Friday, May 31, 2013

They are NOT "OK": When children run away or are abducted by family members

Too often, when news of a missing child comes across the wire, we hear people say things like “Oh, she ‘just’ ran away” or “He’s fine.  His mother took him, how bad can it be if he’s with his mother?”

It is important to get past this idea as a society that there are different “classes” of missing. Yes, different circumstances require different search and recovery efforts, but there should not be a sense that certain kinds of missing do not count, or are not important.

Some things for you to think about regarding run-aways, and abductions by a family member (sometimes referred to as “family abductions”).

In a “family abduction”

·         A child’s sense of safety, well-being, as well as mental and emotional health is violated when they are taken without warning and kept away from their custodial care-giver, their home, their friends, and their normal routine.  Even when they are returned in good health and uninjured, they are at risk to experience anxiety, depression, and other psychological problems.

·         Many children in family abductions have been told that the left-behind parent gave them away, is very angry with them, doesn’t love them anymore, or was killed. Some have been given disturbing and terrifying descriptions of the death of the left-behind parent.

·         Often, children abducted by family members have had their entire identity erased, had to give up favorite activities that they found comforting, and had to go by a different name. They are robbed of the right to their own sense of self.

·         Some children abducted by family members have been kept out of school, and not allowed normal social interaction, education, or medical care because of the risk that they will be recognized.

·         Children abducted by family members are often neglected or abused as the abducting parent fails to cope with the stresses of single parent-hood on the run…or when they are left in the care of others while the parent is distracted by the difficulties of a disrupted life.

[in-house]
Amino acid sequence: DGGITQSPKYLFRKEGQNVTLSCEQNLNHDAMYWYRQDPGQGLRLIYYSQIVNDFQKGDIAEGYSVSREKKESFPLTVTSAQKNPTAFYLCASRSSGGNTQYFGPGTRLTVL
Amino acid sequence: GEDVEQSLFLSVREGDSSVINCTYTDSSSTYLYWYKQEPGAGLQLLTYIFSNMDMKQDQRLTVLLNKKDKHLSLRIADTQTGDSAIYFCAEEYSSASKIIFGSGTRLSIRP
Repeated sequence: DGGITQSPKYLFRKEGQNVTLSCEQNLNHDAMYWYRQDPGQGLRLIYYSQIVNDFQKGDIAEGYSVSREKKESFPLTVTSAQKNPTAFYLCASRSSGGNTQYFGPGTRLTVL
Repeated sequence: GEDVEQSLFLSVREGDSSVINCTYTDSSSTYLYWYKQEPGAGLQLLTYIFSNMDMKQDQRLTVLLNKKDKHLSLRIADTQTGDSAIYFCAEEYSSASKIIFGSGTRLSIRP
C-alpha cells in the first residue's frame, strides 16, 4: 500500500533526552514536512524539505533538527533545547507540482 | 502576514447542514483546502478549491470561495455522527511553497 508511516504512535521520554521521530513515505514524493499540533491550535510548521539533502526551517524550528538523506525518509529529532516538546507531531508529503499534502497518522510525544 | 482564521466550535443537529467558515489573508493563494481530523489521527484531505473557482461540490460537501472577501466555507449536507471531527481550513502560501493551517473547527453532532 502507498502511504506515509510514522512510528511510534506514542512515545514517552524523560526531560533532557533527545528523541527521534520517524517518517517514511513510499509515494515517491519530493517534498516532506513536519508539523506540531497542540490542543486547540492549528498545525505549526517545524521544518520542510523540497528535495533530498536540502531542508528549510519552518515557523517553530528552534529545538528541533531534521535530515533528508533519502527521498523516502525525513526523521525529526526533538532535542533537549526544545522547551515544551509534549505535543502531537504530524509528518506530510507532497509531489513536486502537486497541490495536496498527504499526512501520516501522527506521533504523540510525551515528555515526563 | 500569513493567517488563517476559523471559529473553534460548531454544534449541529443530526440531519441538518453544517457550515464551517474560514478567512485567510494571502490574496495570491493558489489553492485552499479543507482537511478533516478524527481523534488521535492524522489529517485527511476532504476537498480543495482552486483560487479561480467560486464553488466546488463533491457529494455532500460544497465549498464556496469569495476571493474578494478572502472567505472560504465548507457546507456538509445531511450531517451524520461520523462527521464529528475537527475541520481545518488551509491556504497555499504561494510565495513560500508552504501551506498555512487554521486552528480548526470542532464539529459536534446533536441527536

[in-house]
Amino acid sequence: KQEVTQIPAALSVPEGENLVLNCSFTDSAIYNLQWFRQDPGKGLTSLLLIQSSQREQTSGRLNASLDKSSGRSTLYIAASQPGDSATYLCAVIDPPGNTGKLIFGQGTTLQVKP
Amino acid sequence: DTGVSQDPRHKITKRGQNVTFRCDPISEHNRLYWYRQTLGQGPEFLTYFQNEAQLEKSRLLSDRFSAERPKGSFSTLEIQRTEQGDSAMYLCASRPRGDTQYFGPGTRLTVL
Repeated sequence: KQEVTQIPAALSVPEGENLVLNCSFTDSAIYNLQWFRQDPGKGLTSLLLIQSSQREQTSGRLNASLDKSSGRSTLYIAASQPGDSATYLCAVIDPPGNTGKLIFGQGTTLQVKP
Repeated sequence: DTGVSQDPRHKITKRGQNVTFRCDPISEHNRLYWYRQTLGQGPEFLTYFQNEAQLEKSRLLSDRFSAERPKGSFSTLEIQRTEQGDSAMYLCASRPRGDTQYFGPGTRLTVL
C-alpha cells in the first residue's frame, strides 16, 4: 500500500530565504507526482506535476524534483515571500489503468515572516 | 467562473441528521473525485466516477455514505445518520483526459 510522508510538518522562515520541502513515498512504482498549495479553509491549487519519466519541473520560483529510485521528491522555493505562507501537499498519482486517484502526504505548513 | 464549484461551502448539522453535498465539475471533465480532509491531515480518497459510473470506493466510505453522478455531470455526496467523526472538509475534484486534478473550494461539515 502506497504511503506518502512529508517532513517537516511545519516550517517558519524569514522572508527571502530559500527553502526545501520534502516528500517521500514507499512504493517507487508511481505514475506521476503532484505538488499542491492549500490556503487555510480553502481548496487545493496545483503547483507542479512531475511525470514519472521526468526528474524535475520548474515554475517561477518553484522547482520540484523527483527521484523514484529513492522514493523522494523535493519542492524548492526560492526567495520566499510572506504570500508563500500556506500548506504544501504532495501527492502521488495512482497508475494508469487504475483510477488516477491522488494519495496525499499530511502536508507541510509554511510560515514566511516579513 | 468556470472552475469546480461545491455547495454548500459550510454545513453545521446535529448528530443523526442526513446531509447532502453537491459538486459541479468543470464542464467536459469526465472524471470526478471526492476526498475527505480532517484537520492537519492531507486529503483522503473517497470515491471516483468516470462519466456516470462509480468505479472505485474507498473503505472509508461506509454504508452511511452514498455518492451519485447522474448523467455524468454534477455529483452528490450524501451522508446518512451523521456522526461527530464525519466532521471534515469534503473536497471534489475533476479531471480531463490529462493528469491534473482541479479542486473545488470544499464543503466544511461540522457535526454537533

·         It is not unusual for the abducting parent to take the child as a way of continuing a cycle of abuse of the custodial parent.  The child becomes an object used to torture the other parent. This is very damaging.

In the case of “runaways”

·         Not all cases categorized as “runaways” are actually run-aways.  Just because they are a teenager with problems, it does not mean that they are missing because they ran away.

·         A child might initially have run-away, but once they leave their zone of safety, they are at risk for a subsequent abduction.

·         Most runaways will be approached by a predator or a trafficker within 48 hours of leaving their zone of safety.

·         Runaways are sometimes running from real danger in their lives.  Just because they have run away from their support system, this does not mean that the danger cannot follow them and find them, it just means that they are cut off from help.

One of the things that we do at Missing Children Minnesota, is take call after call from people looking for their missing children who have been told by every person they have asked for help that there is nothing that can be done to look for their missing child. They’re told that when the non-custodial parent kidnaps their child, it is a “custody battle”, not a kidnapping. They’re told there is a waiting period.

Sometimes, as many as a half a dozen people in a month call us about their missing children. We are the first people to tell them their rights, refer them to resources, give them the language that lets them engage the system to work on their behalf. We are the first to provide real solutions and tools rather  than give them the brush-off because their cases are not recognized as missing children and abduction cases.

This needs to change, and the only way to change it is to increase public awareness of the problem, and public pressure for proper training and response of our system to uphold our laws and meet the needs of the missing and their families.

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